Trans state employees can sue North Carolina for failing to cover gender-affirming treatments in its health insurance plan, the Fourth Circuit has ruled.
Six state employees filed the lawsuit in 2019 accusing the North Carolina State Health Plan of discrimination against them or their children.
The health plan covers nearly 750,000 teachers, state employees, retirees, current and former lawmakers, state university personnel, community college personnel, hospital staff members and their dependents.
But it categorically denies coverage for gender dysphoria treatments such as counselling, hormone therapy and related surgical care.
The plaintiffs argued that the state had violated the Affordable Care Act by discriminating against its transgender employees – and on Wednesday (1 September) the court agreed with them.
“We have previously noted what should by now be uncontroversial: ‘Just like being cisgender, being transgender is natural and is not a choice.’ Nor is someone’s transgender status a ‘psychiatric condition’ that implies any impairment in judgment, stability, reliability, or gender social or vocational capabilities,” wrote chief appellate judge Roger Gregory.
His 36-page opinion states: “Discrimination is not always obvious. A policy may appear facially neutral, but nonetheless be discriminatory by design or applied in a discriminatory fashion. … Plaintiffs argue that that is the case here, … and the Court agrees.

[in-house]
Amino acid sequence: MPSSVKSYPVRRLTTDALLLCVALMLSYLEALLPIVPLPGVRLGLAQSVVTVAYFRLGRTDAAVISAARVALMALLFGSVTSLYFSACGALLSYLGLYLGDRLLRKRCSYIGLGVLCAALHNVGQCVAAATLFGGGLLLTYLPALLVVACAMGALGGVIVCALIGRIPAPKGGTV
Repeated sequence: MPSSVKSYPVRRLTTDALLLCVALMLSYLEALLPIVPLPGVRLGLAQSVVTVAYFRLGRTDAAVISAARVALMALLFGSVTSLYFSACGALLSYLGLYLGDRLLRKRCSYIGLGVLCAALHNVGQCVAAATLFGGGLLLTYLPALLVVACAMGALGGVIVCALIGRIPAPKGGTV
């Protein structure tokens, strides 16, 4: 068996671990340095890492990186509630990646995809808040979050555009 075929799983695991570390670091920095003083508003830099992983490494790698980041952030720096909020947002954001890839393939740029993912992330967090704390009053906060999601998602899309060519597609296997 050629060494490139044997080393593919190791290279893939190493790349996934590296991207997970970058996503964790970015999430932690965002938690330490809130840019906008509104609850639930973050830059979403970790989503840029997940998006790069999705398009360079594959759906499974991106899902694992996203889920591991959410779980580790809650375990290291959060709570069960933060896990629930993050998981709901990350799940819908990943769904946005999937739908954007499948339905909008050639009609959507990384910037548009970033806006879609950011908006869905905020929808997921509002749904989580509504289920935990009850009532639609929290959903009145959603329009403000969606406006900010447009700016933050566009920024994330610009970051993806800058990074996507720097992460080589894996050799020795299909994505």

“The characteristics of sex and gender are directly implicated; it is impossible to refer to the Exclusion without referring to them. … In short, the Exclusion facially discriminates on the basis of gender, and heightened scrutiny applies.”
The news that trans state employees would have their day in court was celebrated by the Transgender Legal Defence and Education Fund (TLDEF), which represented the plaintiffs with Lambda Legal.
“We commend the court for denying North Carolina’s attempt to dismiss this important lawsuit on behalf of transgender state employees and their families,” said TLDEF executive director Andy Marra.
“North Carolina has failed its trans employees and their families who, like all people, have pressing health needs at certain times in their lives. Especially now, it is vital to listen to doctors and not spread misinformation or rely on junk science.
“All mainstream medical associations, including the American Medical Association, recognise that transition-related care is safe, effective, and medically necessary.”
The state defendants had claimed “sovereign immunity” from the suit under the 11th Amendment. However, the court found that North Carolina waived immunity because it accepted federal financial assistance for the plan.
The groundbreaking ruling affirms a district court decision that denied the state’s motion to dismiss the case last year, and marks the first time a federal appellate court has ruled that “sovereign immunity” does not protect state entities from liability under Affordable Care Act if they receive federal funding.
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